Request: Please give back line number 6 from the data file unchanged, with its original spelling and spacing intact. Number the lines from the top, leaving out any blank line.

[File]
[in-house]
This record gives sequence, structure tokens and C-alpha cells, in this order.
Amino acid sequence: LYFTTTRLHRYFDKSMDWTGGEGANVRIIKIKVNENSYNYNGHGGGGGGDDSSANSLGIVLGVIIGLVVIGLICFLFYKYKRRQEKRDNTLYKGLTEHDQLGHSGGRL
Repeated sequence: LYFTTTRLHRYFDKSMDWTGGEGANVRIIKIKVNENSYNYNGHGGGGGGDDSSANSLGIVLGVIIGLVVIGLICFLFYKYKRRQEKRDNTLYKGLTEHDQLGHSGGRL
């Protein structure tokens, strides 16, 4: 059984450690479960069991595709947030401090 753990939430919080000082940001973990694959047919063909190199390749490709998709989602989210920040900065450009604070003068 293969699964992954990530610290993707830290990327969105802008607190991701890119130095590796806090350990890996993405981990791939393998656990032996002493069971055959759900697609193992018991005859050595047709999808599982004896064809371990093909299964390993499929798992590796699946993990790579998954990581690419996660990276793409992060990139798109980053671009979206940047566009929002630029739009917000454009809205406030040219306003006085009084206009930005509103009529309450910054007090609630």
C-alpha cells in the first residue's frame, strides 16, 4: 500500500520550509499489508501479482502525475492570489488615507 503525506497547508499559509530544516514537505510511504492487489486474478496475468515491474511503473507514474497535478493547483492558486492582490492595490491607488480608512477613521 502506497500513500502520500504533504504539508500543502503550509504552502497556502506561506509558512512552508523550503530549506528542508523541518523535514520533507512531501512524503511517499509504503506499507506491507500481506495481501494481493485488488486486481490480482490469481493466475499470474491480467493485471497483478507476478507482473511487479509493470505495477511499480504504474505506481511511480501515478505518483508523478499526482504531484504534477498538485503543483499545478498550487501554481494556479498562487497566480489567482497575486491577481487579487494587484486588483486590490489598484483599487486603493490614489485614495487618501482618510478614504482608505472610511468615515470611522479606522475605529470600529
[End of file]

C-alpha cells in the first residue's frame, strides 16, 4: 500500500520550509499489508501479482502525475492570489488615507 503525506497547508499559509530544516514537505510511504492487489486474478496475468515491474511503473507514474497535478493547483492558486492582490492595490491607488480608512477613521 502506497500513500502520500504533504504539508500543502503550509504552502497556502506561506509558512512552508523550503530549506528542508523541518523535514520533507512531501512524503511517499509504503506499507506491507500481506495481501494481493485488488486486481490480482490469481493466475499470474491480467493485471497483478507476478507482473511487479509493470505495477511499480504504474505506481511511480501515478505518483508523478499526482504531484504534477498538485503543483499545478498550487501554481494556479498562487497566480489567482497575486491577481487579487494587484486588483486590490489598484483599487486603493490614489485614495487618501482618510478614504482608505472610511468615515470611522479606522475605529470600529